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A retrospective examination of care pathways in individuals with treatment-resistant depression

Lookup NU author(s): Kimberley Nortey, Professor Hamish McAllister-WilliamsORCiD, Professor Allan Young



This work is licensed under a Creative Commons Attribution 4.0 International License (CC BY 4.0).


Copyright © The Author(s), 2021. Published by Cambridge University Press on behalf of the Royal College of Psychiatrists.Background Individuals with treatment-resistant depression (TRD) experience a high burden of illness. Current guidelines recommend a stepped care approach for treating depression, but the extent to which best-practice care pathways are adhered to is unclear. Aims To explore the extent and nature of 'treatment gaps' (non-adherence to stepped care pathways) experienced by a sample of patients with established TRD (non-response to two or more adequate treatments in the current depressive episode) across three cities in the UK. Method Five treatment gaps were considered and compared with guidelines, in a cross-sectional retrospective analysis: delay to receiving treatment, lack of access to psychological therapies, delays to medication changes, delays to adjunctive (pharmacological augmentation) treatment and lack of access to secondary care. We additionally explored participant characteristics associated with the extent of treatment gaps experienced. Results Of 178 patients with TRD, 47% had been in the current depressive episode for >1 year before initiating antidepressants; 53% had received adequate psychological therapy. A total of 47 and 51% had remained on an unsuccessful first and second antidepressant trial respectively for >16 weeks, and 24 and 27% for >1 year before medication switch, respectively. Further, 54% had tried three or more antidepressant medications within their episode, and only 11% had received adjunctive treatment. Conclusions There appears to be a considerable difference between treatment guidelines for depression and the reality of care received by people with TRD. Future research examining representative samples of patients could determine recommendations for optimising care pathways, and ultimately outcomes, for individuals with this illness.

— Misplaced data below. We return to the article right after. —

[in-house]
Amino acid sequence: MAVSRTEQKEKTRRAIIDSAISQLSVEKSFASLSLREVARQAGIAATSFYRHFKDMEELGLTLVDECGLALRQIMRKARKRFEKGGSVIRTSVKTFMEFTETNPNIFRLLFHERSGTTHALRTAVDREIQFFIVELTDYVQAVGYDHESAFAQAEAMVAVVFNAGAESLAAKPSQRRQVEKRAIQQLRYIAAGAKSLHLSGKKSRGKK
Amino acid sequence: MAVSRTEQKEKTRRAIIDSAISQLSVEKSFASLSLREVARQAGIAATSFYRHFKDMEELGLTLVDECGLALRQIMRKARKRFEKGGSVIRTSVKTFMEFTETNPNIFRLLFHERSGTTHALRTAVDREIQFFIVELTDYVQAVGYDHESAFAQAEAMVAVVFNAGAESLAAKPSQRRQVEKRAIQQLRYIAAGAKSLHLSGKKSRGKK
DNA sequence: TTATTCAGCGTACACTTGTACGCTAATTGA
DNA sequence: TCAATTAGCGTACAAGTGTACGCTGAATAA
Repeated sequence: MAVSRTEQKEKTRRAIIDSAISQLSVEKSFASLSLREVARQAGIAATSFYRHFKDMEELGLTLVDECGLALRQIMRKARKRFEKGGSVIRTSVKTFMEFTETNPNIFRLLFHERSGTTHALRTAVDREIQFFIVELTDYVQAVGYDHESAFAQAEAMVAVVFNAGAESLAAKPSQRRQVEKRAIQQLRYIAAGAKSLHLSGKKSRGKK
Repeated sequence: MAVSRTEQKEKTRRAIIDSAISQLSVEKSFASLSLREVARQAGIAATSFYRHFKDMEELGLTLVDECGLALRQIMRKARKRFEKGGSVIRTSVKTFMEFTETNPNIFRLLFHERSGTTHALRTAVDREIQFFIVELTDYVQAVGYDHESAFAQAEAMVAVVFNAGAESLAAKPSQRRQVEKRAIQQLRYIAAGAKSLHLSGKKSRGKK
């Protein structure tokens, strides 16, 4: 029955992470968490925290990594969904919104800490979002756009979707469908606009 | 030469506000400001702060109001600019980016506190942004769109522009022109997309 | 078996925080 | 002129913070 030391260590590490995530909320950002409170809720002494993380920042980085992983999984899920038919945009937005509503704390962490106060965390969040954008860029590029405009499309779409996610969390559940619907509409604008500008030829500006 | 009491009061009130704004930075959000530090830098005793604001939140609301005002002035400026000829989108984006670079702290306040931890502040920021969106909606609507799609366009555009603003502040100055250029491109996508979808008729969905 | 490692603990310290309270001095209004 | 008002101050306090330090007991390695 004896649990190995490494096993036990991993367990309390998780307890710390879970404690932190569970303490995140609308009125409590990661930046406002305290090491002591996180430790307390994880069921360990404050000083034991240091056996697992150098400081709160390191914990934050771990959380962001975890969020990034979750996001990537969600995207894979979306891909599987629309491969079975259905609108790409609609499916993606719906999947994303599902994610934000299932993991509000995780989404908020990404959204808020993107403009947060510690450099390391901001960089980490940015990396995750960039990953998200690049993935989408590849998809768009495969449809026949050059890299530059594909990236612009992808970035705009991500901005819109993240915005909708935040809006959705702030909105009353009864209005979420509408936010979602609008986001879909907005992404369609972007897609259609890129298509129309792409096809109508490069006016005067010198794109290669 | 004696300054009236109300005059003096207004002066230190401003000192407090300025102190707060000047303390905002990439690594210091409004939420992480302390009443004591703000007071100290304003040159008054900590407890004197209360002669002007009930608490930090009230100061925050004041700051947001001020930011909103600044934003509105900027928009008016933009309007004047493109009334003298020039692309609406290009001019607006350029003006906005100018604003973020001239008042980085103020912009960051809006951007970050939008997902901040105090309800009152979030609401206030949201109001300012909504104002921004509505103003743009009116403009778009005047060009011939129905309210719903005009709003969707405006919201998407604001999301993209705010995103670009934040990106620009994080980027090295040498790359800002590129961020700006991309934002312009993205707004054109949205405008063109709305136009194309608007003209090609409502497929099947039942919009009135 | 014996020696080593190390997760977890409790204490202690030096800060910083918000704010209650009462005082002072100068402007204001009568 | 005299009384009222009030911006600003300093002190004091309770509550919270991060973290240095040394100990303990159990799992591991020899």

Publication metadata

Author(s): Day E, Shah R, Taylor RW, Marwood L, Nortey K, Harvey J, McAllister-Williams RH, Geddes JR, Barrera A, Young AH, Cleare AJ, Strawbridge R

Publication type: Article

Publication status: Published

Journal: BJPsych Open

Year: 2021

Volume: 7

Print publication date: 01/05/2021

Online publication date: 14/05/2021

Acceptance date: 14/04/2021

Date deposited: 22/06/2021

ISSN (electronic): 2056-4724

Publisher: Cambridge University Press


DOI: 10.1192/bjo.2021.59


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